Feeding the Dragon: How Will Beijing Stimulate its Slowing Economy?


After decades of high growth, it seems the unwritten laws of economic gravity are finally catching up with Asia’s “Red Dragon.” Chinese leaders are balancing a complex set of political, economic and social factors to maintain stability in the face of a slowing economy. Indeed, they may be managing one of the most complex economic maneuvers in modern history.

The global economy has a huge stake in China’s successful adjustment, and the slowing economy and growing social tension are worrisome for investors inside and outside China.

This report maps the challenges facing China’s economy as well as the policy options available to its leaders, based on an online, crowdsourced analysis Wikistrat conducted in collaboration with Exan Advisory.

Click here or on the cover image to download the report.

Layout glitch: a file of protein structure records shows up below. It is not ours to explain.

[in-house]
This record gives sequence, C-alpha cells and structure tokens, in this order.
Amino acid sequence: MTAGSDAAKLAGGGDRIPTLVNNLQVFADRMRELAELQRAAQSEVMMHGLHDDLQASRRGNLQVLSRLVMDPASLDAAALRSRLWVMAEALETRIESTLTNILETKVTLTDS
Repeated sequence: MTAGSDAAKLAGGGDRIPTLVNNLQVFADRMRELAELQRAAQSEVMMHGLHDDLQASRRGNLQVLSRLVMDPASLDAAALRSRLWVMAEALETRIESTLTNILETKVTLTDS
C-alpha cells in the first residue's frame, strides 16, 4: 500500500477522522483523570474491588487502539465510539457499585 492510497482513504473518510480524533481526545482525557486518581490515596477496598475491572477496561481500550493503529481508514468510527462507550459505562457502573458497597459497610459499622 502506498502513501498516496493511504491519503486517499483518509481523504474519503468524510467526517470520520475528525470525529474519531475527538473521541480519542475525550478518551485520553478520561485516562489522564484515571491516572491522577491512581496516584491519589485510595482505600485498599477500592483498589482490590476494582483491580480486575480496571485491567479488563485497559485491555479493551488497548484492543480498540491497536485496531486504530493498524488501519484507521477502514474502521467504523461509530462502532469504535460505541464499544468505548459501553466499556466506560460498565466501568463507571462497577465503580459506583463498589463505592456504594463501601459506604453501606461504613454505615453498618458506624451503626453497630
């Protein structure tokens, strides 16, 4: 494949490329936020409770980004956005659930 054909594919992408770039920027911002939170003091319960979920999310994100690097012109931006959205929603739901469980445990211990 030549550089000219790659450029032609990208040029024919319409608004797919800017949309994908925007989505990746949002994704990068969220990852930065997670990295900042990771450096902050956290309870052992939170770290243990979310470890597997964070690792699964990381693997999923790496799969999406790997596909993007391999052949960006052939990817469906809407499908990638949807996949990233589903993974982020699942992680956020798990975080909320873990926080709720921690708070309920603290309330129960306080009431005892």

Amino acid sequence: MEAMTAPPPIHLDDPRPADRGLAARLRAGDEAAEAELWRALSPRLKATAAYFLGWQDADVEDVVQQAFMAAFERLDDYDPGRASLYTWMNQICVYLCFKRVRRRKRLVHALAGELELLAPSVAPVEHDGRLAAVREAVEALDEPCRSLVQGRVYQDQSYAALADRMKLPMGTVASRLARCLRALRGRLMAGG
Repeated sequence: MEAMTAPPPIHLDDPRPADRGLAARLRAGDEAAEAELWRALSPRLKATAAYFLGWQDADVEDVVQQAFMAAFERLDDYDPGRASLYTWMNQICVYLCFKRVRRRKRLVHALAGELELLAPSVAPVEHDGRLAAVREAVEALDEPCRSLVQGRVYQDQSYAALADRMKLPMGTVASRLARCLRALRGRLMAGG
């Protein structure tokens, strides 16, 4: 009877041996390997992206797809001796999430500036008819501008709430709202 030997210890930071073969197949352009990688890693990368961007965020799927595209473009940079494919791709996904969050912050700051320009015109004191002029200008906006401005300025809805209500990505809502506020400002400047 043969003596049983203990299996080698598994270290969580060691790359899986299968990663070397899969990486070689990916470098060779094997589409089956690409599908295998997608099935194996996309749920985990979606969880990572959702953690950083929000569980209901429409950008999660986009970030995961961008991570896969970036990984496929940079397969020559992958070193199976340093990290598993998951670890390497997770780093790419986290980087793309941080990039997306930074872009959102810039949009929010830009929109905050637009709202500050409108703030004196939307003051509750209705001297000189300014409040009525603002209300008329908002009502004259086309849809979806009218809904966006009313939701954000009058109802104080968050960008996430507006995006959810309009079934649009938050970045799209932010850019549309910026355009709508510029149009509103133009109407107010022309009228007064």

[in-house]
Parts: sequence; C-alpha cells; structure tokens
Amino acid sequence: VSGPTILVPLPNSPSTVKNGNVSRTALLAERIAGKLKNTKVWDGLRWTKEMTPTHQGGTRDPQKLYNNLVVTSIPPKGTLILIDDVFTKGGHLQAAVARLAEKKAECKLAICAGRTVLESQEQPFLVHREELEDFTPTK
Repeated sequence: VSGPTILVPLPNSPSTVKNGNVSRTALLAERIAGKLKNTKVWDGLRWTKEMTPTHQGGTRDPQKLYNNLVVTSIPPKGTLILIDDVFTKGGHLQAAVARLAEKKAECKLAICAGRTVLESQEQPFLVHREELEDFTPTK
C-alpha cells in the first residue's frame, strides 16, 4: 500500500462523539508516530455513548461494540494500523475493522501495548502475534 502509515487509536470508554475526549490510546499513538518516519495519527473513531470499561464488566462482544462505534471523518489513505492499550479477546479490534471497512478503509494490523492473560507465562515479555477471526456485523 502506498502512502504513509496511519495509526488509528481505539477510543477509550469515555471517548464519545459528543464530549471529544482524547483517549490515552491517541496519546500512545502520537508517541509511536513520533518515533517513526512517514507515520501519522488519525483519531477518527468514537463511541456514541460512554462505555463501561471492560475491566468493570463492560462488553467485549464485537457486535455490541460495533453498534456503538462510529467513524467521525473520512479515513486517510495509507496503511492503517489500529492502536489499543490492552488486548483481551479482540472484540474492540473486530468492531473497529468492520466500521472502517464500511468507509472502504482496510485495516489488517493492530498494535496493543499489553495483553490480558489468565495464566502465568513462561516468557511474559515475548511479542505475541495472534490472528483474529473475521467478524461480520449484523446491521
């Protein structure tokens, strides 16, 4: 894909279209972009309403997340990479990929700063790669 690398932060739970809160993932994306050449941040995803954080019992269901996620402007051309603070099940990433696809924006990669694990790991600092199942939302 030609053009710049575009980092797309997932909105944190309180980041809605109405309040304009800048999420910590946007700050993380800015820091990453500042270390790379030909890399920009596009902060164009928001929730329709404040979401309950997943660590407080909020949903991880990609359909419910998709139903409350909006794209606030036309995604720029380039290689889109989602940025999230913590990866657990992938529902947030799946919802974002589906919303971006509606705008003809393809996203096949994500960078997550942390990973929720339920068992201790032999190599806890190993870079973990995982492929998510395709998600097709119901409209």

Bottom Lines

  • China will continue its march toward fundamental economic reform, managing the complex transition from export-led growth towards domestic consumption. Its economy will decelerate, but radical or catastrophic change is unlikely.
  • Expect volatility and softening prices in key commodities that China imports, particularly those that support manufacturing, including iron ore, coal, copper and other base metals. This will have ripple effects on major exporters of these commodities, including Australia, Brazil, Chile, Nigeria, Peru, South Africa, Sudan and Zambia, although some price softening will be offset by efforts to decrease supply.
  • A slowing import-export trade will, over time, hit related service industries such as shipping, but this will be gradual and some of the impact will be offset by China‚Äôs massive international construction initiatives.
  • Decreasing demand in construction and construction-related industries will impact exporters of heavy machinery, concrete and similar products.
  • China will remain a robust end market for technology, entertainment and services to feed healthy domestic demand, with the notable exception of luxury goods which are likely to stay depressed.


Douglas Olin

Douglas Olin
Wikistrat Senior Analyst
Former U.S. Deputy Assistant Secretary of Commerce for Agreements Compliance


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